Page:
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Rendering of an air gondola system proposed for Dodger Stadium in Los Angeles, per the Los Angeles County Metropolitan Transportation Authority.

Air gondolas — ski-lift-type conveyances that have become common sights in Latin American cities like Medellín, Mexico City and La Paz — could one day dot the U.S. urban landscape, some transportation planners say.

Why it matters: These appealing and eco-friendly cable cars — serving commuters and tourists alike — move people quietly and expeditiously and seem tailor-made for the COVID-19 era, since they fit a small number of riders per car.

Driving the news: In the Tampa Bay area, transit officials are about to study the possibility of building an air gondola system for Clearwater Beach — where parking is tight and traffic can be nightmarish — and St. Petersburg.

  • The concept "is still in its early stages, but planners say it would use a two-mile cable car line to connect downtown Clearwater to the beach, with the potential to expand across the Tampa Bay region into cities including St. Petersburg," per Smart Cities Dive.
  • There's also an air tram proposal for Dodger Stadium in LA, and the Oakland A's are floating the idea as they prepare to open a new ballpark.
  • Existing U.S. systems include the Portland Aerial Tram in Oregon, the Roosevelt Island Tram in New York City and the Skyliner at Disney World.

The big picture: Aerial trams took off like wildfire in South America after Medellín, Colombia, built its system in 2004, and enthusiasm is rising in the U.S., says Steven Dale, principal of SCJ Alliance, an engineering and design consultancy that specializes in cable car systems.

  • "The momentum is already here — that’s not even a question," Dale tells Axios. "North America, three to four years ago, was not much of a market for us, but the amount of attention that’s being paid to the technology right now is enormous."
  • Various schemes have been proposed — like hyperloop or magnetic levitation (maglev) — but so far those types haven't been commercially built.
  • "One of the advantages of the gondolas is that they exist," says Dale. "Cities and governments are very, very apprehensive about new technologies — they don’t want to commit to something new and crazy and wild."

But, but, but: Aerial tram proposals have been tossed around for years, with dozens of cities flirting with the idea. They have to be fast, convenient and economical enough to get people to ditch their cars.

Where it stands: Come January, the Tampa Bay Area Regional Transit Authority (TBARTA) will seek bidders for a year-long study, Brian Pessaro of TBARTA tells Axios.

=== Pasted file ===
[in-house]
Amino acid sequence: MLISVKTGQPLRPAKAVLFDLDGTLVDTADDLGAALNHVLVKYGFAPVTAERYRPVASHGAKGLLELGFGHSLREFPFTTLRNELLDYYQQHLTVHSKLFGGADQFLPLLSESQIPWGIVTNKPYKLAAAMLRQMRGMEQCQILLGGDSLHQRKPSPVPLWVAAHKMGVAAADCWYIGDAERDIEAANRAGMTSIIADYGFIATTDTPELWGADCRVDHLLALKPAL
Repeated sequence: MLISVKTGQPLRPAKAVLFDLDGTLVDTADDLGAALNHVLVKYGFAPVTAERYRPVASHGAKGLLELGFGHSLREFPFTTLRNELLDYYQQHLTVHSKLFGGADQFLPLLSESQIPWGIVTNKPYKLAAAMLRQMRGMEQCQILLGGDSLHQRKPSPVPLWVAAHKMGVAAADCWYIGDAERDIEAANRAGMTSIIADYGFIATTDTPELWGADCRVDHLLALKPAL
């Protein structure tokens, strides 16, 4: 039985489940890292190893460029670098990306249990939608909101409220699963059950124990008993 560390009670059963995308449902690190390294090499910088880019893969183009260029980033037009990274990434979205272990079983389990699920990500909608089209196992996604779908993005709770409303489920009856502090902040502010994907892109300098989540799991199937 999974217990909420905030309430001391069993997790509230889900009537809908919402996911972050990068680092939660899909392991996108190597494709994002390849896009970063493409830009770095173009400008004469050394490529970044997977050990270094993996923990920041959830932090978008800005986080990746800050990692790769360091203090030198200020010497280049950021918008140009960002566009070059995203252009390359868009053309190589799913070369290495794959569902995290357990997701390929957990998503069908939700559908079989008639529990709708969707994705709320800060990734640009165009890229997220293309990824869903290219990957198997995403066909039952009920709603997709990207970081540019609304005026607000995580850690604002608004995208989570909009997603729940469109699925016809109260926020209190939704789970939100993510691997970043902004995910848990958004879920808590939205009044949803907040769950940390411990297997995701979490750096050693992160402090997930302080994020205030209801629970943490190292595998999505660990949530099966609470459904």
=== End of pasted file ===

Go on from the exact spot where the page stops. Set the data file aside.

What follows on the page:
• "There has to be some sort of geographic obstacle that the gondola is helping you to get over," he says. In Clearwater Beach — on a barrier island — that's "a body of water and a crowded causeway."
  • An alternative proposal that would rely on maglev technology is being pushed by a group called BeachTran Clearwater.
  • Sky transport would be "a combination of entertainment and transportation," Whit Blanton, executive director of Forward Pinellas, a land-use planning authority in Pinellas County, tells Axios. "It has that real 'aha!' value, a 'wow' factor."

Go deeper

The rebellion against Silicon Valley (the place)

Photo illustration: Sarah Grillo/Axios. Smith Collection/Gado via Getty Images

Silicon Valley may be a "state of mind," but it's also very much a real enclave in Northern California. Now, a growing faction of the tech industry is boycotting it.

Why it matters: The Bay Area is facing for the first time the prospect of losing its crown as the top destination for tech workers and startups — which could have an economic impact on the region and force it to reckon with its local issues.

Updated 6 mins ago - Politics & Policy

Coronavirus dashboard

Illustration: Sarah Grillo/Axios

  1. Health: How data and the pandemic have democratized the "high-performance lifestyle — "Twindemic" averted as flu reports plummet amid coronavirus crisis
  2. Vaccine: Pfizer begins study on 3rd vaccine dose as booster shot against new strains — Republicans are least likely to want the coronavirus vaccine
  3. U.S. news: California surpasses 50,000 deaths COVID-19 deaths, more than any other state — Jimmy and Rosalynn Carter return to church after receiving COVID-19 vaccines
  4. Local: Public transit ridership in Twin Cities dropped 53% amid pandemic — Data firm predicts "complete chaos" in next phases of Florida's vaccine rolloutAlaska Gov. Mike Dunleavy tests positive for the coronavirus

Acting Capitol Police chief: Phone logs show Jan. 6 National Guard approval was delayed

Pittman at a congressional tribute for fallen officer Brian Sicknick. Photo: Erin Schaff-Pool/Getty Images

Acting U.S. Capitol Police chief Yogananda Pittman testified on Thursday that cellphone records show former USCP chief Steven Sund requested National Guard support from the House sergeant-at-arms as early as 12:58pm on Jan. 6, but he did not receive approval until over an hour later.

Why it matters: Sund and former House sergeant-at-arms Paul Irving clashed at a Senate hearing on Tuesday over a dispute in the timeline for when Capitol Police requested the National Guard during the Capitol insurrection.